One defining aspect of a community is that individuals or organisations are able to self-identify as a member of it. Thus anyone with a disability can identify with “the disabled community”. That ability simply doesn’t exist in the NDC finance sphere at the moment. A civil servant in Bogota charged with implementing some element or other of her country’s NDC won’t see herself as connected to a banker in London who could be providing the money. Most bankers, meanwhile, have never even heard of the NDCs, though they actually represent for banks a huge project finance opportunity.

The NDC community is in fact quite easy to identify. It sits in the national and sub-national and city ministries and departments that will have responsibility for delivering NDCs – energy, transport, natural resources, planning, finance and so on. It sits in development and investment banks and private equity firms, both local and international. It sits in the professional service providers to finance – ratings agencies and accountancy and law firms. It sits in donor organisations – both private philanthropies and public aid agencies – and in the NGOs, think tanks and academic institutions that advocate and educate on climate matters.

From experience of the users of the website, we reckon this community probably numbers somewhere around 25,000 people globally.

Connecting the community

It is also eminently possible to connect up this community – one example of creating a self-identifying community absolutely from scratch is impact investing. A decade ago that term didn’t exist, now it’s a widely recognised financial “asset class”, with thousands of people working within it who relate to the ‘badge’ they perceive themselves as wearing – and wearing with pride.

NDCi has made a small contribution to community-building through its Climate Finance Accelerator (CFA) concept, first operationalised in 2017. This brought multi-stakeholder delegations (including civil servants, development banks and private financiers) from Mexico, Colombia and Nigeria to London and paired them with financiers from global investment banks and DFIs. Follow-up work indicates that the methodology the CFA introduced – creating multidisciplinary teams (policy-meets-finance) to work on specific projects – is now seen as powerful (and grounded) way to help fund NDC projects.

Trust is key

An interesting side-product of the CFA, however, was the establishment of trust between the various parties involved – an outcome that wasn’t in anyone’s delivery contract or theory of change for the project, but was perhaps its most useful one.

Civil servants were able to see that bankers – far from their usual demonic stereotyping – were human beings of goodwill, while bankers were able to see in the civil servants people well capable of understanding finance and the specifics of policy adaptation needed to make specific projects viable. The creation of mutual track records working on actual projects can only help build trust between these groups further over time.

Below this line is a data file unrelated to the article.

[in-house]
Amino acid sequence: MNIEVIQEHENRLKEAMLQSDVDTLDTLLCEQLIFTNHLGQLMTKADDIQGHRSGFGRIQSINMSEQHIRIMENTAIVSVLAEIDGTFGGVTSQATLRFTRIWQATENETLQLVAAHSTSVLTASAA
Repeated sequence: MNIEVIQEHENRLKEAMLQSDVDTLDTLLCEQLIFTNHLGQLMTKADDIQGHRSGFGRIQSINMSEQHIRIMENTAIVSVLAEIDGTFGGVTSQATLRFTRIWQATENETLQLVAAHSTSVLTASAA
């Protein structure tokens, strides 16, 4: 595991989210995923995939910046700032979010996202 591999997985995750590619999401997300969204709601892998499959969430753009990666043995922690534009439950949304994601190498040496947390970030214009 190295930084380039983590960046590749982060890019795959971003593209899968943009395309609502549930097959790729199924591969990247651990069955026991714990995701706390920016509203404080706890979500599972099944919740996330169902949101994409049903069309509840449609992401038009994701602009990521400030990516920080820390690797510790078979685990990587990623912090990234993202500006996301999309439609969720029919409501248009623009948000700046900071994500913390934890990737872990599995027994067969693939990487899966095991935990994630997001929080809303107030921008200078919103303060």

We need to create an “NDC Finance Community”

Trust is of course the underpinning of finance – “credit” means trustworthiness. In the climate finance world as it is presently constructed, however, trust in any person-to person sense appears to be deliberately engineered out.

The GCF is a perfect example of this dynamic. It could have taken a course of building trust through human interaction and gradual improvement. This it could have done by financing projects and counterparties that may not have been perfectly formed on day one, but that with goodwill could be improved over time. Instead, it employs an accreditation system that (despite its name) assumes that no party is trustworthy, and imposes project conditions that demand the perfect and thus displace the good. The results of this approach are plain to see: just a few hundred million dollars actually disbursed to projects in nearly three years of operation, and the vast majority of project approvals mired in probably unresolvable paperwork.

On the finance side of Paris (as opposed to the science or the rules), we need to move beyond the formal structures and mechanisms of the UNFCC and create an “NDC Finance Community” that will, through the age-old means of getting things done (probably imperfectly to begin with), creating relationships and building track records, start to embed trust and produce results.

To create that community, a number of things need to happen. Donors need to wake up to the fact that climate change is not just about “The Transition,” but about all aspects of the Paris agreement and look beyond just the concerns of institutional investors. The UNFCCC needs to be encouraging of new forms of interaction. NGOs maybe need to prioritise their concerns on agendas that affect the viability of projects. DFIs certainly need to change their risk appetites to bring in more co-financing from a private sector which in turn needs to be more pro-active about identifying pipeline.

None of these things is easy to do in isolation, because people fear being seen to ‘climb down’.  We need to create a community where action and interaction can occur  that make change the positive option. Working as part of that community needs to become a source of pride, not tension and distrust – what is there, after all, more important that one could be working on?